Matthew Prior
Matthew Prior
MBBS, PhD, MRCOG, Newcastle Hospitals

Women’s reproductive anatomy – A simple guide

Talking about sex can be embarrassing and many men, and indeed women don’t know the proper names when talking about female anatomy. This is probably one of the reasons why they are reluctant to go and see a doctor when there are problems.

This is a basic guide to female anatomy covering the proper name and description for each organ and what it does.

Ovary

What is it?

  • The ovary is about 3-5cm long, roughly the size of a walnut. They come in pairs

What does it do?

  • Produce eggs. In fact, girls are born with all the eggs they will ever have in their lifetime, about 2 million in total. When a girl’s periods start, an egg is released each month
  • Makes hormones. Mainly oestrogen and progesterone. Read more about it in this article

Fallopian Tube

What is it?

  • A small tube that comes of either side of the uterus and ends near the ovaries. One either side

What does it do?

  • Sperm wait in the fallopian tube for up to a few days waiting for an egg to come along

  • Fallopian tubes are incredibly mobile and pick up eggs from the ovary. They are so mobile that even with one tube, it can pick up eggs from the other ovary

  • The tubes are lined with little finger like brushes called cilia. These sweep the egg, (or if the egg is fertilised, the embryo) along the tube to the uterus where it can implant
Female anatomy - Ovary

Uterus

What is it?

  • Also known as the womb, the uterus is pear shaped muscle roughly the size of your fist.

What does it do?

  • The uterus acts as a passage for sperm to enter and for menstrual blood, or babies to exit. When pregnant the uterus will grow and stretch to carry a pregnancy to term. In labour, the uterus contracts to push the baby out.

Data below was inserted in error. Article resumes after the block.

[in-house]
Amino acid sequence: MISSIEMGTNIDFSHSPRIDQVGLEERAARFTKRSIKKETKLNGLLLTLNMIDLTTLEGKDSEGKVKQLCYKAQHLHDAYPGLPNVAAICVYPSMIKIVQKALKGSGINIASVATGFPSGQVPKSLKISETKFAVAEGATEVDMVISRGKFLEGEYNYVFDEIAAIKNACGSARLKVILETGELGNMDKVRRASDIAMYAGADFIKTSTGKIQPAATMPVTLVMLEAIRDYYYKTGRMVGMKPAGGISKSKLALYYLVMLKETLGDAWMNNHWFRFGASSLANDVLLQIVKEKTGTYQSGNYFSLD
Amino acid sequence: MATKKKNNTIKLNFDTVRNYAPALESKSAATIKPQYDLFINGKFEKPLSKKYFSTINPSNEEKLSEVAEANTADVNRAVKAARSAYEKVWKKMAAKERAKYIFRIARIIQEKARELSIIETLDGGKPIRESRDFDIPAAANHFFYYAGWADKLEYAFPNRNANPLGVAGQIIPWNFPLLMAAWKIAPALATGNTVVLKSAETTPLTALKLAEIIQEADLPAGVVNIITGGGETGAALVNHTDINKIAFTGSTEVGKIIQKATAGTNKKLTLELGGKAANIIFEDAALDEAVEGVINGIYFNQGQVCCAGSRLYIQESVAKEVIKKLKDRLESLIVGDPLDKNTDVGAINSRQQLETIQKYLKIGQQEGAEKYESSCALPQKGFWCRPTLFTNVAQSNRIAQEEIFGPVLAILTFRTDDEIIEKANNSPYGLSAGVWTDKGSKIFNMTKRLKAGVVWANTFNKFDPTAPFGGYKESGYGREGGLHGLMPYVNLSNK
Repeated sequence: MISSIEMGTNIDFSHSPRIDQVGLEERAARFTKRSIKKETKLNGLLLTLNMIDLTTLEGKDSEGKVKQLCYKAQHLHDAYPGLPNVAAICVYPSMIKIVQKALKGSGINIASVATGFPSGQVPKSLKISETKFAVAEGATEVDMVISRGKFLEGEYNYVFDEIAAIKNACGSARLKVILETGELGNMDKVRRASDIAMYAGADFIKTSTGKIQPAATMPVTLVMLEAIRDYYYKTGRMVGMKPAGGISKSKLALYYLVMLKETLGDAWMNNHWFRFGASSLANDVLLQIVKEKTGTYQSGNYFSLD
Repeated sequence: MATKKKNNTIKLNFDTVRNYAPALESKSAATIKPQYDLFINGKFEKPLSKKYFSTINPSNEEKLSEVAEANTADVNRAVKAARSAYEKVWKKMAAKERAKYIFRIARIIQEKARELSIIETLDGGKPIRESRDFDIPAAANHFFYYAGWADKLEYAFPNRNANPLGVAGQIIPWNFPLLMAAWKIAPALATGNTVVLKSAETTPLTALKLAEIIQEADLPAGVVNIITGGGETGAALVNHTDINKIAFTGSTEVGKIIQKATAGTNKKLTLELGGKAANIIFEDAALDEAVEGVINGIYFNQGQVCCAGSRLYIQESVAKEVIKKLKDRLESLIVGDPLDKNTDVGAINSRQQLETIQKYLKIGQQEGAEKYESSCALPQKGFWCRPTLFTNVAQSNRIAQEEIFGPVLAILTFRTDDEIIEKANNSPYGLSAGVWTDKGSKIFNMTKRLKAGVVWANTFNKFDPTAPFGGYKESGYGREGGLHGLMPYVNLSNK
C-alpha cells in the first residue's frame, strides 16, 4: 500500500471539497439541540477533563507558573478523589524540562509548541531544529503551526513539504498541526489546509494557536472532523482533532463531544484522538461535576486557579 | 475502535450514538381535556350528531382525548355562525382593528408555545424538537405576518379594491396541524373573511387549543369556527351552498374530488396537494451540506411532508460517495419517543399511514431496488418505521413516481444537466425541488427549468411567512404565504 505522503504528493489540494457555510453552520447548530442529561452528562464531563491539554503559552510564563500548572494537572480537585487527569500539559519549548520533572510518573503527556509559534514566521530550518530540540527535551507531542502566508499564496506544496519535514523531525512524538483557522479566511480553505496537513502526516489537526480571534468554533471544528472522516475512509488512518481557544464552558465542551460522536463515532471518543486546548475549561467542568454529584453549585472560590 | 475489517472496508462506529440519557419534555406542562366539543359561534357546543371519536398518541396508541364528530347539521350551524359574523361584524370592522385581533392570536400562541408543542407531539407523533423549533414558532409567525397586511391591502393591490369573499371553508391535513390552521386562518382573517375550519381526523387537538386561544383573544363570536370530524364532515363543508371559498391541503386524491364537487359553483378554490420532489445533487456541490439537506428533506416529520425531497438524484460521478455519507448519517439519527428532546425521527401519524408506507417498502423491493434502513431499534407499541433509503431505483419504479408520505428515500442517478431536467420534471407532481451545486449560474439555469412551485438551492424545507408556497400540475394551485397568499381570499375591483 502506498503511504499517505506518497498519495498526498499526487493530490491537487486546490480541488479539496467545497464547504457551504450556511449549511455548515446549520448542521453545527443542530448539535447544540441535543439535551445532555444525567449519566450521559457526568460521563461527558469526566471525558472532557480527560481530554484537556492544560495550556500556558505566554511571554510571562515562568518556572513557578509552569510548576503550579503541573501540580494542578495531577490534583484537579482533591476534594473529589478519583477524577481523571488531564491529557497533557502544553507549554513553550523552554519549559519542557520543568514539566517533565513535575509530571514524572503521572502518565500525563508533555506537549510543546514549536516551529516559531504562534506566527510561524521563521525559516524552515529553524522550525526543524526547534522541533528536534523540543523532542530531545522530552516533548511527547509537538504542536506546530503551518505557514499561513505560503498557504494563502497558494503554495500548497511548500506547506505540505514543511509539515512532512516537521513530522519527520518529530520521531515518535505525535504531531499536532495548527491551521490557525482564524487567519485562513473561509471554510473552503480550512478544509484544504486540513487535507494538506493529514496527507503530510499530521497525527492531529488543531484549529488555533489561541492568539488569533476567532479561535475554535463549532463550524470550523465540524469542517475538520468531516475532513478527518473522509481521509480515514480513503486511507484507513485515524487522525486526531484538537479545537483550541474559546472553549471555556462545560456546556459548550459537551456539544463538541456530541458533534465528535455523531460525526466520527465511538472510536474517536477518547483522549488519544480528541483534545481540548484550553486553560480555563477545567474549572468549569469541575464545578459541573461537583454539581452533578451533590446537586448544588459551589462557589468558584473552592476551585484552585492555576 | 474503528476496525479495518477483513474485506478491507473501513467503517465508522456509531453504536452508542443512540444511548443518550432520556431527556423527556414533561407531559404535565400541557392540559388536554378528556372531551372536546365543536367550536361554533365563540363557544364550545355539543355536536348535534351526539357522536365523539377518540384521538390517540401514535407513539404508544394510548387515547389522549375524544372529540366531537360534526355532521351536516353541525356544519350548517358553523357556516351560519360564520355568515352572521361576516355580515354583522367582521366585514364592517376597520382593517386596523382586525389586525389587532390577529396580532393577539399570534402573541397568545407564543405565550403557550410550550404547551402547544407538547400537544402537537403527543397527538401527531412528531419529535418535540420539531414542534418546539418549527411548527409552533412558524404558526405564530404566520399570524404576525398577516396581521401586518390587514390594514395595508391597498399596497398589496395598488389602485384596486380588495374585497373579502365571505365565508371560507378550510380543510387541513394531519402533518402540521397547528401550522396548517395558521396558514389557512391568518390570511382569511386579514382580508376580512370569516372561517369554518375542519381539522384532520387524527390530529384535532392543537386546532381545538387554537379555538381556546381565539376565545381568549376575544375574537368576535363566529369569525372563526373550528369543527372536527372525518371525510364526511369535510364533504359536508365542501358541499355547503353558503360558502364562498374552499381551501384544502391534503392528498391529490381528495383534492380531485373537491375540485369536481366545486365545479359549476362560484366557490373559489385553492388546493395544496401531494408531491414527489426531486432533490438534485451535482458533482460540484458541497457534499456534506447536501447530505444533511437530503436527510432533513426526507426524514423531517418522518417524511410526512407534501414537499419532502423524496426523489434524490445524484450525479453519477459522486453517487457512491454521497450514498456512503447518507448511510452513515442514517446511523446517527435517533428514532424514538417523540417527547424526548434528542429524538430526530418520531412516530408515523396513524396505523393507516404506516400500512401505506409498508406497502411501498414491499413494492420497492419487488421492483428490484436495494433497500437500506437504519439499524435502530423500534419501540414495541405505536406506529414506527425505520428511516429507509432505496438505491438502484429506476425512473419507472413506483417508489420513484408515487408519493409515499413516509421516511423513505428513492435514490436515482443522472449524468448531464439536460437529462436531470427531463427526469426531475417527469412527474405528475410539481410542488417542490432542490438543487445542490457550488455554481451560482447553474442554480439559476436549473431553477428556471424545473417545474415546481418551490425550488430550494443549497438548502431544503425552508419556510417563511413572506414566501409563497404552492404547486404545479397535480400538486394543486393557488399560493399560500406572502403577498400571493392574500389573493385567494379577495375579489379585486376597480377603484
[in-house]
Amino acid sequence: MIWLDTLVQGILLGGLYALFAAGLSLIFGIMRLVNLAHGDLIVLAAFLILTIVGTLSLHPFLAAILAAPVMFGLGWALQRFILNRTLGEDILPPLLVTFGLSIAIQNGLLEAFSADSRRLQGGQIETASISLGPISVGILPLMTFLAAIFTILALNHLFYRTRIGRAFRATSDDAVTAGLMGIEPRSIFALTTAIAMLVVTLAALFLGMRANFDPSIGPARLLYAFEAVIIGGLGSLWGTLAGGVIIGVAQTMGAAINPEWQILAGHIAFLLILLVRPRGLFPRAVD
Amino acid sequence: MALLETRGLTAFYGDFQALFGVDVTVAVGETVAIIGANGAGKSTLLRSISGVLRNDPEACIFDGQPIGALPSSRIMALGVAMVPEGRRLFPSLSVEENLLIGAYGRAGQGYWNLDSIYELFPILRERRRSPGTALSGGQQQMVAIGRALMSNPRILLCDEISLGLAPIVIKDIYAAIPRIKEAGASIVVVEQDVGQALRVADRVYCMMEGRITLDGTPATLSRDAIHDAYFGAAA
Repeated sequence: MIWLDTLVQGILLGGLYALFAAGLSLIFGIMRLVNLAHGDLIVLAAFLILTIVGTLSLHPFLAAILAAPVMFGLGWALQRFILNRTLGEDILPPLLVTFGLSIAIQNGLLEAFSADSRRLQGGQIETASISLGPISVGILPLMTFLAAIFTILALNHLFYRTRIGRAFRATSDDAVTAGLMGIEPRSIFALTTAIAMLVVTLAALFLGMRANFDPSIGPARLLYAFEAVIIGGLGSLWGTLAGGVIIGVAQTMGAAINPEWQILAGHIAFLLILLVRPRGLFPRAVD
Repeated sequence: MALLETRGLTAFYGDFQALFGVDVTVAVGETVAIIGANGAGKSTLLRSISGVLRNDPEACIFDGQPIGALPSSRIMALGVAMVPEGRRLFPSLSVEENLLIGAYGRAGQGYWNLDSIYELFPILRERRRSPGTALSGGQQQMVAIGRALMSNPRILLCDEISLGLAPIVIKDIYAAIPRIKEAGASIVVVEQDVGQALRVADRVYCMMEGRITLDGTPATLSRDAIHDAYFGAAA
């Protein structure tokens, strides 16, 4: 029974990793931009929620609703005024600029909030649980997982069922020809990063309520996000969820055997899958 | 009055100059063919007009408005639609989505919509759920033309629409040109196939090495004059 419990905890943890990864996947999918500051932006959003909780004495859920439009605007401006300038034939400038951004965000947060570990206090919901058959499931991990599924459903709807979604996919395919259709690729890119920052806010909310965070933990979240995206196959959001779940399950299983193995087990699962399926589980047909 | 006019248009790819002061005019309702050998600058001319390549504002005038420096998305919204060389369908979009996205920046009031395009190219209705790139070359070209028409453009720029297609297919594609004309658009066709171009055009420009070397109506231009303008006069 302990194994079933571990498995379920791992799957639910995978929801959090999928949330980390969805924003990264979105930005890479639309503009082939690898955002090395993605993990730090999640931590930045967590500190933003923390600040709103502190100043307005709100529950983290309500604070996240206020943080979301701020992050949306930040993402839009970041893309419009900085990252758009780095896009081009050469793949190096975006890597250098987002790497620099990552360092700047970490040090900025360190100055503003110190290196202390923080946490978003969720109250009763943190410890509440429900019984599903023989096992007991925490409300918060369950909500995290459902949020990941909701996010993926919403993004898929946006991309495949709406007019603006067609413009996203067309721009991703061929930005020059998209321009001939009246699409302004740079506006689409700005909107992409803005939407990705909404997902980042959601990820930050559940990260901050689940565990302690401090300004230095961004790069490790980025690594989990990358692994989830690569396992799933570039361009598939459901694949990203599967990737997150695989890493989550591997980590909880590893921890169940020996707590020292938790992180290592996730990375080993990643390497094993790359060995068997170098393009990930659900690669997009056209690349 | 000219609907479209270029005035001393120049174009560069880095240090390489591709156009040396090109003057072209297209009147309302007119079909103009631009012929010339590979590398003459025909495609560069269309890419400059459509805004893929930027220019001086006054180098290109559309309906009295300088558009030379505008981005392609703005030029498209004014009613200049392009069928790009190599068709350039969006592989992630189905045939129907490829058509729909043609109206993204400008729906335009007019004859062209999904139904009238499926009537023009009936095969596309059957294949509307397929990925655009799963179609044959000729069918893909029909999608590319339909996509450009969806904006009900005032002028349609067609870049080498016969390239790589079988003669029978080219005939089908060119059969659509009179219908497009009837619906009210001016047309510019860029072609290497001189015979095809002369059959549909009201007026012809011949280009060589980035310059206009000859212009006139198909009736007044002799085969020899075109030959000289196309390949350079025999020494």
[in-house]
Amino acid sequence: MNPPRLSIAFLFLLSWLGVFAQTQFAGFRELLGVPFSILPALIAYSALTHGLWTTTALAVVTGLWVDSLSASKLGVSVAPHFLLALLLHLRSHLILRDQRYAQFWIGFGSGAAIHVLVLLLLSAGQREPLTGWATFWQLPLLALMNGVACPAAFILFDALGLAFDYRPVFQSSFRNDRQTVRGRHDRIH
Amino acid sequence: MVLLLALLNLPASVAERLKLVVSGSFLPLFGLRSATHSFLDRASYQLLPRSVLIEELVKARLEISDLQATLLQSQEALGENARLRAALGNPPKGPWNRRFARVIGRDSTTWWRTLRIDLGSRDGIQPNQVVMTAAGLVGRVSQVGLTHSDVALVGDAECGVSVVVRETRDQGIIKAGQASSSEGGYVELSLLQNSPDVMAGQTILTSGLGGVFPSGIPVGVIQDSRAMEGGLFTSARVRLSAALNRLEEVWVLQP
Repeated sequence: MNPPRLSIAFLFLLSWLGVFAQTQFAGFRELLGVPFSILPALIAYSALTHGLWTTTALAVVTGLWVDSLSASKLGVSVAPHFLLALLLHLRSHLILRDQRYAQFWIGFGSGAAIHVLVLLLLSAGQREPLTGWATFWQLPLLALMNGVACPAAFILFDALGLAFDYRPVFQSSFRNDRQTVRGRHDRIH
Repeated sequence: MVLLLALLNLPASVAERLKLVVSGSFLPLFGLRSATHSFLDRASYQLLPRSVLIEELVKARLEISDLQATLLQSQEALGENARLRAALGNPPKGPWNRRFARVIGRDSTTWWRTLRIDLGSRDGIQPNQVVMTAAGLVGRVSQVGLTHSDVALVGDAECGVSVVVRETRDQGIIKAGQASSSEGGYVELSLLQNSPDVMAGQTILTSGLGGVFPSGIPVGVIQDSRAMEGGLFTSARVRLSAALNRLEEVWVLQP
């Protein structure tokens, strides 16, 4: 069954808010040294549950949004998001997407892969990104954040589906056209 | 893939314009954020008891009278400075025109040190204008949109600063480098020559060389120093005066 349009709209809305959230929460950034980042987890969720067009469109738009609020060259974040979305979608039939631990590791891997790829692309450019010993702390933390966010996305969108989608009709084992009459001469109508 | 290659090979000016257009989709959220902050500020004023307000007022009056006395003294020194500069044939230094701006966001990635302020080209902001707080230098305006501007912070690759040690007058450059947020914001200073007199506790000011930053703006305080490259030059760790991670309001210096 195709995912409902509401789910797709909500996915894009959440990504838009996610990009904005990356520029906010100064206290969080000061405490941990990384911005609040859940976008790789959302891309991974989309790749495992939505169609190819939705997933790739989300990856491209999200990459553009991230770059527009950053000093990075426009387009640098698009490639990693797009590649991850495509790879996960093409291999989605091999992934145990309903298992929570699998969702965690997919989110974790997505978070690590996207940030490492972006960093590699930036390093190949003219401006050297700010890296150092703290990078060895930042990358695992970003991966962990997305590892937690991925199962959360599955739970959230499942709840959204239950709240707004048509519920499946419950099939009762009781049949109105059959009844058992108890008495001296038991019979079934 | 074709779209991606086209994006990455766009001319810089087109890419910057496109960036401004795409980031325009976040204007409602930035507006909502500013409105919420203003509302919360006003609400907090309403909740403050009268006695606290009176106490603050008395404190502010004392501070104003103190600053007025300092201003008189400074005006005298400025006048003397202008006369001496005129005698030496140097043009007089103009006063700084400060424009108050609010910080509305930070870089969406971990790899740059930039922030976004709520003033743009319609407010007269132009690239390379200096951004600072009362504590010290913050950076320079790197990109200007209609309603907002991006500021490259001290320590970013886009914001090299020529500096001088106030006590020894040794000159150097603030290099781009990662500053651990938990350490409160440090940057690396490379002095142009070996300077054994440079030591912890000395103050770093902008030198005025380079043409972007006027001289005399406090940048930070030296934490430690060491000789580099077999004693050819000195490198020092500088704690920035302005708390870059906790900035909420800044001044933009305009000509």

Endometrium

What is it?

  • The womb lining. Thinnest just after a period and gradually thickens throughout the menstrual cycle.
What does it do?

  • If an embryo comes along it can implant into the endometrium. If pregnancy doesn’t happen that month, the endometrium is shed as a period.

Cervix

What is it?

  • The neck of the womb.

What does it do?

  • It protects a pregnancy in the womb until ready to go into labour. The cervix also produces discharge to prevent infection and to help sperm get into the uterus during the fertile window.

Vagina

What is it?

  • The canal between the vulva and the cervix. The vagina can’t be seen from the outside and is about 7-9 cm long.
    What does it do?
What does it do?
 
  • The vagina contains very stretchy elastic tissue. It can stretch in all directions to allow the birth of a baby.
Female anatomy - vagina

Vulva

What is it?

  • Many people do not know the difference between the vulva and vagina. The vulva is the term used to refer to a woman’s external genital area.

What does it do?

The vulva consists of the:

  • Mons pubis – the area of fatty tissue which covers the pubic bone and is covered in hair

  • Clitoris and clitoral hood – the clitoris is about the size of a pea and consists of spongy tissue equivalent to the penis in a man but contains about 2 to 3 times the amount of nerve endings. As it is so sensitive, the clitoris is covered by a hood for protection

  • Urethral opening – where you urinate from

  • Vagina – the muscular tube connecting the vulva from the outside to the cervix

  • Labia majora – the larger skin-covered outer lips of the vulva

  • Labia minora – the inner lips of the vulva

  • Perineum – the area between the back of the vaginal opening and the anus

Some women worry they don’t look normal down there. The commonest cause for concern is the labia minora. Like men, women’s genitals come in all shapes, sizes and colours. So it’s normal for the labia minora to be visible below the labia majora, and it’s also common for them to be asymmetrical.

Pelvic floor muscles

What are they?

  • Behind the skin of the vulva are a whole host of muscles that surrounding the entrance to the vagina, bladder and anus

What does they do?

  • Basically, they stop all the pelvic organs falling out

  • Some women find vaginal examinations, internal scans and sex painful because their pelvic floor muscles contract inappropriately. This can be managed by telling the clinician so they can tailor their examination appropriately

So now you should know your (or your partners) vulva from the vagina and the right names for the rest of the female anatomy and reproductive system. Especially for you as a woman, this can be helpful when discussing things with your GP or family practitioner who will be more than happy to answer any concerns.